Admin: An administrator can write messages to these logs through a GUI front-end application developed using C# or any .NET language. It's also possible for an administrator to read all of the messages on the client's system. Remedial measures can be taken based on these log entries. An admin can also pass messages to clients and the same can be displayed in message boxes on the relevant client machine. The entries can also be displayed in text boxes. Moreover, these features can be changed as per the requirements. For example, you can give write permission to users as well.

In this way, users and administrators can directly interact with the Windows 2000 Operating System utilities through user-friendly applications. As a primary requirement, you should have a system with Windows 2000 and .NET Framework SDK installed on it. A text editor like Notepad is sufficient but you can also use other editors like Antechinus C# Editor. These types of editors can be downloaded from the Internet easily and it will also support features like color coding, syntax highlighting etc.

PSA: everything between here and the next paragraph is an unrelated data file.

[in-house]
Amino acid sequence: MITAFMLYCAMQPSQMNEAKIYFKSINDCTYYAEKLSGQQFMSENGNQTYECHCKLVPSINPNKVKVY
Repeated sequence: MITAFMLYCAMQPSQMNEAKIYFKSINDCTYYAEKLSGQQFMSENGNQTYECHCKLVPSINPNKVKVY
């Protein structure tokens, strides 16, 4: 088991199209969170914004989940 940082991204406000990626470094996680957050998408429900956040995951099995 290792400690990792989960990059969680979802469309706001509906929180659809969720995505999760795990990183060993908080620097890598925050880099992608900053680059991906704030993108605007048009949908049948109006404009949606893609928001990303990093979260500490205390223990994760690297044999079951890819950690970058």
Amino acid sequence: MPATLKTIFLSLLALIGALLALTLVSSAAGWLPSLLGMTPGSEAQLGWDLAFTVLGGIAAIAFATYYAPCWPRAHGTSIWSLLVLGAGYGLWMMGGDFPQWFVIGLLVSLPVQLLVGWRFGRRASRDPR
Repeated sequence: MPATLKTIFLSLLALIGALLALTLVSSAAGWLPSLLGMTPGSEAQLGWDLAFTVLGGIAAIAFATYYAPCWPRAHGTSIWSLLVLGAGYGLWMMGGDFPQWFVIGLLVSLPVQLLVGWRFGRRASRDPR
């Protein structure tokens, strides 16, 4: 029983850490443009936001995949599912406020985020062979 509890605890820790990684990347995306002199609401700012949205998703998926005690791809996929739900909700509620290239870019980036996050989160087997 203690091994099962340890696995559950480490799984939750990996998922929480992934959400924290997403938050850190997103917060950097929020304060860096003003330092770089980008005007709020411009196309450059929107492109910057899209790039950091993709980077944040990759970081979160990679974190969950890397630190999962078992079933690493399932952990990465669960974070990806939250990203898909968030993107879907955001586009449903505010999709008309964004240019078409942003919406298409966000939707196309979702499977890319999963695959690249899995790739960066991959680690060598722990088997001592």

Windows 2000 ships with a useful tool called Event Viewer, more often known as a Microsoft Management Console (MMC) Snap-in. It can be located under Start | Programs | Administrative Tools | Event Viewer. With the help of this viewer, you can monitor information about software and hardware installed on your computer and also identify any system problems and errors. 



Click here for larger image

Figure 1.1. Event Viewer.